Credit: Ladan Saidi
At Strand Film Festival Week, which closed Friday 9th December, we saw many experimental films from an array of different voices. Tuesday’s theme, ‘Body Expression on Film’ gave us explorations of the female experience, as well as visceral depictions of emotion using new and fascinating methods. With all of the above coming from perceptive and audacious new talent, let’s look at some of the films in review, and what they tell us about the styles and intents of tomorrow’s filmmakers.
With such a broad theme to explore, it isn’t a surprise that the films differed so much. A few decided to explore the connection between the female body and how it is depicted in society: Andrea Vicol’s film Catwalk vs Streetwalk went straight for the throat. Using the medium of fashion and the decadence of the industry, Catwalk glides along a side-by-side comparison of the alien perfection of catwalk models with the natural beauty of the human body. Similarly, Agathe Plenier’s film A Girl Jumping From Space challenged society’s innately uncomfortable approach to women dancing for fun, creating an audacious tone that doesn’t allow room for any misinterpretation.
The one commonality of the six films was the use of archival footage integrated into the story, however differently each achieved this. For example, Jumping manipulated footage of a ground control centre to fit it into the story, whereas Catwalk, as well as Ladan Saidi’s film From Inferno to Paradiso, chose to use archival footage to tell the story. In the latter—mirroring Dante’s epic poem—a filmic expression of emotional movement, editing and colour came to the fore in dominating its emotional reception. Fast-paced cutting and garish palettes were used for ‘Inferno’, and a pristine, angelic picture-scape of snowy mountains for ‘Paradiso’; this film beautifully pairs nature, both modern and pastoral, with our emotional responses to it.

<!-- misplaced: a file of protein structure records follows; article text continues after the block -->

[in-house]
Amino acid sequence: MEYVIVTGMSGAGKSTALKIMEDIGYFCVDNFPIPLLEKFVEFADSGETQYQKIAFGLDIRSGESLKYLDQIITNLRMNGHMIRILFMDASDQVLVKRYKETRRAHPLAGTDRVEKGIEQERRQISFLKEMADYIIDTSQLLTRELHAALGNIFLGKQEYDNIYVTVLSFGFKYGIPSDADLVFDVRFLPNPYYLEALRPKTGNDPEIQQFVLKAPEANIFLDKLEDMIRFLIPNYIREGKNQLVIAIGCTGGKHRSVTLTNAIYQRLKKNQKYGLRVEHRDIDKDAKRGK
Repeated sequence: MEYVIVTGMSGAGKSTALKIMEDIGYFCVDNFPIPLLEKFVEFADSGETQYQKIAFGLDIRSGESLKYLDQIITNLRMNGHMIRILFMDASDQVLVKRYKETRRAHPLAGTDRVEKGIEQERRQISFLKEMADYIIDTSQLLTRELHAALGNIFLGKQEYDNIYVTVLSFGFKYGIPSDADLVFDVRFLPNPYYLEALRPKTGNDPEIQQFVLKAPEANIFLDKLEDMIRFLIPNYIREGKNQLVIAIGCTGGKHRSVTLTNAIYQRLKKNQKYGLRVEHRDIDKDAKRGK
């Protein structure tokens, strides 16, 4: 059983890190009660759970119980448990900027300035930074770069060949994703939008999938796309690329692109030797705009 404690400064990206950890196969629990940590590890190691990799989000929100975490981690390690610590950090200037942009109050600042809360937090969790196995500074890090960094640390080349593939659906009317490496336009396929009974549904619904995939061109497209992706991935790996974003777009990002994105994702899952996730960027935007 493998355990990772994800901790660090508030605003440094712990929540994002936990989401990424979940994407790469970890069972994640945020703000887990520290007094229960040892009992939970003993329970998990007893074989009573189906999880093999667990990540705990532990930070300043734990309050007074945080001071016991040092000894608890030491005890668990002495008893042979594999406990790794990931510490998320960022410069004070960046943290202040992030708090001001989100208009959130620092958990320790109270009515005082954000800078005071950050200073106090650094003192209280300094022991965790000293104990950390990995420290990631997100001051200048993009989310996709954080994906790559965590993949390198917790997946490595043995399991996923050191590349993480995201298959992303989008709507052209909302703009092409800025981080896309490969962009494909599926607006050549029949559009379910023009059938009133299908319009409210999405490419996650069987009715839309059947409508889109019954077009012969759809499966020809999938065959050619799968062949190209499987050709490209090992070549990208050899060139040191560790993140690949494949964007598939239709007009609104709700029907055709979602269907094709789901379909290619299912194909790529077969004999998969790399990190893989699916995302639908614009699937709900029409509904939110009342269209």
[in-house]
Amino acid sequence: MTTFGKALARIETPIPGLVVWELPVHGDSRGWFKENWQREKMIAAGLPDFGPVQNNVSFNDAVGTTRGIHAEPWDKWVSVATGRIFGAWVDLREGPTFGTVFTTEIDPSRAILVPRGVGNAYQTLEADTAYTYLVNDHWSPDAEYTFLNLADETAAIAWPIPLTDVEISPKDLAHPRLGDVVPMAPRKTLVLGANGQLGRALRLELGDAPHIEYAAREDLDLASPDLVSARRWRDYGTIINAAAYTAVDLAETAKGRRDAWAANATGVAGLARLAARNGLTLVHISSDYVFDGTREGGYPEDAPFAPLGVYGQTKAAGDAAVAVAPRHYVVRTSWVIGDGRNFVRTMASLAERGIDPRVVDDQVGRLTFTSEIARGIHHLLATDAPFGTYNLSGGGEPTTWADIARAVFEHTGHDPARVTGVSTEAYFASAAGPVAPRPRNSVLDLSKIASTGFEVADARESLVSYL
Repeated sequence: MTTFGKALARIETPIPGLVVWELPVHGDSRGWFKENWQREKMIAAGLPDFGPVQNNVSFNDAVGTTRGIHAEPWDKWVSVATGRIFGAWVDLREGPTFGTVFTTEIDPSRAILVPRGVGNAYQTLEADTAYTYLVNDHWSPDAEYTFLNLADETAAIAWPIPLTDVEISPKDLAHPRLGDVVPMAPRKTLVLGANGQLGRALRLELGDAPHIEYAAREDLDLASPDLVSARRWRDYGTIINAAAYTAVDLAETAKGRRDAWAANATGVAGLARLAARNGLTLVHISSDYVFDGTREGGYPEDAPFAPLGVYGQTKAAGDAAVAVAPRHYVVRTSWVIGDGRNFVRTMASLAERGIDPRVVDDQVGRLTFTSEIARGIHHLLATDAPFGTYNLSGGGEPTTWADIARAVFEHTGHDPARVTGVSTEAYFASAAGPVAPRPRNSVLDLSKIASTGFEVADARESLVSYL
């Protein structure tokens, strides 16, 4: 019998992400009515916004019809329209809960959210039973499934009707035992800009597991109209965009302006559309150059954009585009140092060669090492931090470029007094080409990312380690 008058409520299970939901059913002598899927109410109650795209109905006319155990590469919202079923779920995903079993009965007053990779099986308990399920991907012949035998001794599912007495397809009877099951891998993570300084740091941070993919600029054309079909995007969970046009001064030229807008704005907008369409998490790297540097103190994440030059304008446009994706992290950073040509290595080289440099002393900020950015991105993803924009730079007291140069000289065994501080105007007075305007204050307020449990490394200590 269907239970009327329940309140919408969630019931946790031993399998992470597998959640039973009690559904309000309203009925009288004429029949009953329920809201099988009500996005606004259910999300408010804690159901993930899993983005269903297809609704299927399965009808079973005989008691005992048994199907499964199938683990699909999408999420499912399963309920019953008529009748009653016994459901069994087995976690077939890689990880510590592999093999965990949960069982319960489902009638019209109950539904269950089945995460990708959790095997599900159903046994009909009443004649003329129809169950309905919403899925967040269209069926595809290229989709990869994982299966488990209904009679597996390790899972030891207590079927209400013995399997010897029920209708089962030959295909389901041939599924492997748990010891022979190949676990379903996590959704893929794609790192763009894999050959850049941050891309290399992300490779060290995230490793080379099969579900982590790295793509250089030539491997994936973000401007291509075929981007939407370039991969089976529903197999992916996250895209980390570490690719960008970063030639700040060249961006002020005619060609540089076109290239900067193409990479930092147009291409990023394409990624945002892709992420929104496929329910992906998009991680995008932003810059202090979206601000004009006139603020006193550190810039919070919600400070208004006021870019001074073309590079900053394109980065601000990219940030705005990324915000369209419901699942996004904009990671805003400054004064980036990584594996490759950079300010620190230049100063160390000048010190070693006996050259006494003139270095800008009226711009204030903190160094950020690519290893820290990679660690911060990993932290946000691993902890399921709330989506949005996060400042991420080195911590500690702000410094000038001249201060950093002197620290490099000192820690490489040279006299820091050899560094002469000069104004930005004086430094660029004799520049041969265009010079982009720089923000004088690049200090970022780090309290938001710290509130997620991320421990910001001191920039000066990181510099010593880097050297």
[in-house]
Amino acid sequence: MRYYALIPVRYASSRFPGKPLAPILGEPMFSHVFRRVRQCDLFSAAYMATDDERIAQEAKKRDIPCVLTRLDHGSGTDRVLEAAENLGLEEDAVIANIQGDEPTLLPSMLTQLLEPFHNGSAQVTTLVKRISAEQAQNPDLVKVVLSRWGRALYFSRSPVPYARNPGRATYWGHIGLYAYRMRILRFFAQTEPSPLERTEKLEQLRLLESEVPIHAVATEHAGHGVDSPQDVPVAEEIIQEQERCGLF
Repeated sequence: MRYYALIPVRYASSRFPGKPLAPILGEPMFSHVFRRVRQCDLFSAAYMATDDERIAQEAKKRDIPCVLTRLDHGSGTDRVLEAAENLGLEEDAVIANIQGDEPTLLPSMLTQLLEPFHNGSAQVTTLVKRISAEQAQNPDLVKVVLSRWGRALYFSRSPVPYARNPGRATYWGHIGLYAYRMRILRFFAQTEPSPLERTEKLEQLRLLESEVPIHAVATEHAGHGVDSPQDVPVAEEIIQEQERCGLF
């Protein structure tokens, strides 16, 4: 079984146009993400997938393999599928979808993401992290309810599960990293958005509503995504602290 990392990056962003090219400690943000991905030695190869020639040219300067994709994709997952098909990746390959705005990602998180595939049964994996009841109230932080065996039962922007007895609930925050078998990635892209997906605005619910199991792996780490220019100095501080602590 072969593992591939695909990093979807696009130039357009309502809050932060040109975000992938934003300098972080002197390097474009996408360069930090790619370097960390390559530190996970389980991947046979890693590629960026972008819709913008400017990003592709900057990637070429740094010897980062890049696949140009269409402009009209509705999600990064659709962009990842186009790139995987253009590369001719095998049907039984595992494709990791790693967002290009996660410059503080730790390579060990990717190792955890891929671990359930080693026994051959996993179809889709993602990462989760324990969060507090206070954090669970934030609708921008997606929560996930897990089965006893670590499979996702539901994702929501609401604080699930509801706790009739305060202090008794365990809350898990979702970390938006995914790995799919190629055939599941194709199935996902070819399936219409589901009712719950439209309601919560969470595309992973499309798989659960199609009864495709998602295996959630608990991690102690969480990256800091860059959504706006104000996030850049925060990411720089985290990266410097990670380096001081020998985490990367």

Credit: Ladan Saidi
Another film that used archival footage as the basis for its story was Alicia Badault’s The Clean Up, in which a woman gets ready in the morning over the ominous commentary of a retro television advert promoting make-up. The archival video and sound are separated here, transcending the frame to exist solely in the head of the protagonist; a confident questioning of the capitalist malintent of the beauty industry, manipulating women into thinking to “clean up” is to spend money. Here, the ‘archival’ nature of this footage is nullified, as Badault bridges the gap between the seemingly rosy epoch of the advertisement and the modern day with the ever-pertinence of the issues at hand.
Equally poignant in this way is Olympe Martin’s film Charles. Pulling focus on a speech about the loss of direction and heightened anxiety in the digital age, Martin uses the audio from the archival media, except this time completely in lieu of video. What we see is a girl’s fast descent into madness, only relieved when she finds herself in an isolated alpine landscape. Much like Saidi’s film, nature is shown as the base point. It both influences and is influenced by our emotions, and is a reminder of our humanity—modern society can often be the antithesis to this, hence the invisible narrator’s yearning for reversion in Charles.
All the films, despite their critiques around body expression, end with a return to positivity. Each teaches us that things are forever changing, and that storms pass. Even Yijia Gong’s film Farewell, an expression of abuse trauma in the form of dance, ends with the passing of old disturbances—represented literally in strings holding back the protagonist—moving towards a better future. Much of the same can be said about Plenier and Vicol’s films, both of which start and finish with a self-aware, optimistic approach to the issues they address. All of the filmmakers represented have found the balance that is so intrinsic to the craft, of presenting the problem in such a way that is both aggravating and life-affirming.
The Strand Film Festival ran from 5th to 9th December 2022.
Edited by Lydia Leung, Film & TV Head Editor